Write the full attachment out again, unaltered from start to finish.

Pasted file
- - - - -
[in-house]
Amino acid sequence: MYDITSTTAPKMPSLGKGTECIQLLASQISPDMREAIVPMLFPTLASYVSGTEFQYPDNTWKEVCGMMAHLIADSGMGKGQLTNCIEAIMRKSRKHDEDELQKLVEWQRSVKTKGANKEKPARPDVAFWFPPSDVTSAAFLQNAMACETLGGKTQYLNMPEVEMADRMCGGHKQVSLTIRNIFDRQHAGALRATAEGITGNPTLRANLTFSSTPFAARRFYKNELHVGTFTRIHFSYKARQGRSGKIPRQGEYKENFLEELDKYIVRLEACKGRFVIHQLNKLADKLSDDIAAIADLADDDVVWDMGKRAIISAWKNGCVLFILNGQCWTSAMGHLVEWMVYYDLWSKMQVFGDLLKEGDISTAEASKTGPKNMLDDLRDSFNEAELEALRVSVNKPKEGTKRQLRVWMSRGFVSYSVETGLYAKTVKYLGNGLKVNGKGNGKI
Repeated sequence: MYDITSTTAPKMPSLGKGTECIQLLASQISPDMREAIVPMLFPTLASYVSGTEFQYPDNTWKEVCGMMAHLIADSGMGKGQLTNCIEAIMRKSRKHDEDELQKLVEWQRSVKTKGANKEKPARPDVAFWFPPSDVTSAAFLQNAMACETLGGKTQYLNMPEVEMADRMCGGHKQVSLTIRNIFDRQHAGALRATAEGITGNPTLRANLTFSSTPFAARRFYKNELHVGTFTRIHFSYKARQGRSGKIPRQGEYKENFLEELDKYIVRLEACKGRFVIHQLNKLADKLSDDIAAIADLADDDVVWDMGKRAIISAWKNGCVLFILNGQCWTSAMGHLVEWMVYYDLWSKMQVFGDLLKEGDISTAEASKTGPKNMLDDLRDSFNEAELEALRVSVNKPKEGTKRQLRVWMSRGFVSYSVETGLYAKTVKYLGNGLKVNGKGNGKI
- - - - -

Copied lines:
[in-house]
Amino acid sequence: MYDITSTTAPKMPSLGKGTECIQLLASQISPDMREAIVPMLFPTLASYVSGTEFQYPDNTWKEVCGMMAHLIADSGMGKGQLTNCIEAIMRKSRKHDEDELQKLVEWQRSVKTKGANKEKPARPDVAFWFPPSDVTSAAFLQNAMACETLGGKTQYLNMPEVEMADRMCGGHKQVSLTIRNIFDRQHAGALRATAEGITGNPTLRANLTFSSTPFAARRFYKNELHVGTFTRIHFSYKARQGRSGKIPRQGEYKENFLEELDKYIVRLEACKGRFVIHQLNKLADKLSDDIAAIADLADDDVVWDMGKRAIISAWKNGCVLFILNGQCWTSAMGHLVEWMVYYDLWSKMQVFGDLLKEGDISTAEASKTGPKNMLDDLRDSFNEAELEALRVSVNKPKEGTKRQLRVWMSRGFVSYSVETGLYAKTVKYLGNGLKVNGKGNGKI
Repeated sequence: MYDITSTTAPKMPSLGKGTECIQLLASQISPDMREAIVPMLFPTLASYVSGTEFQYPDNTWKEVCGMMAHLIADSGMGKGQLTNCIEAIMRKSRKHDEDELQKLVEWQRSVKTKGANKEKPARPDVAFWFPPSDVTSAAFLQNAMACETLGGKTQYLNMPEVEMADRMCGGHKQVSLTIRNIFDRQHAGALRATAEGITGNPTLRANLTFSSTPFAARRFYKNELHVGTFTRIHFSYKARQGRSGKIPRQGEYKENFLEELDKYIVRLEACKGRFVIHQLNKLADKLSDDIAAIADLADDDVVWDMGKRAIISAWKNGCVLFILNGQCWTSAMGHLVEWMVYYDLWSKMQVFGDLLKEGDISTAEASKTGPKNMLDDLRDSFNEAELEALRVSVNKPKEGTKRQLRVWMSRGFVSYSVETGLYAKTVKYLGNGLKVNGKGNGKI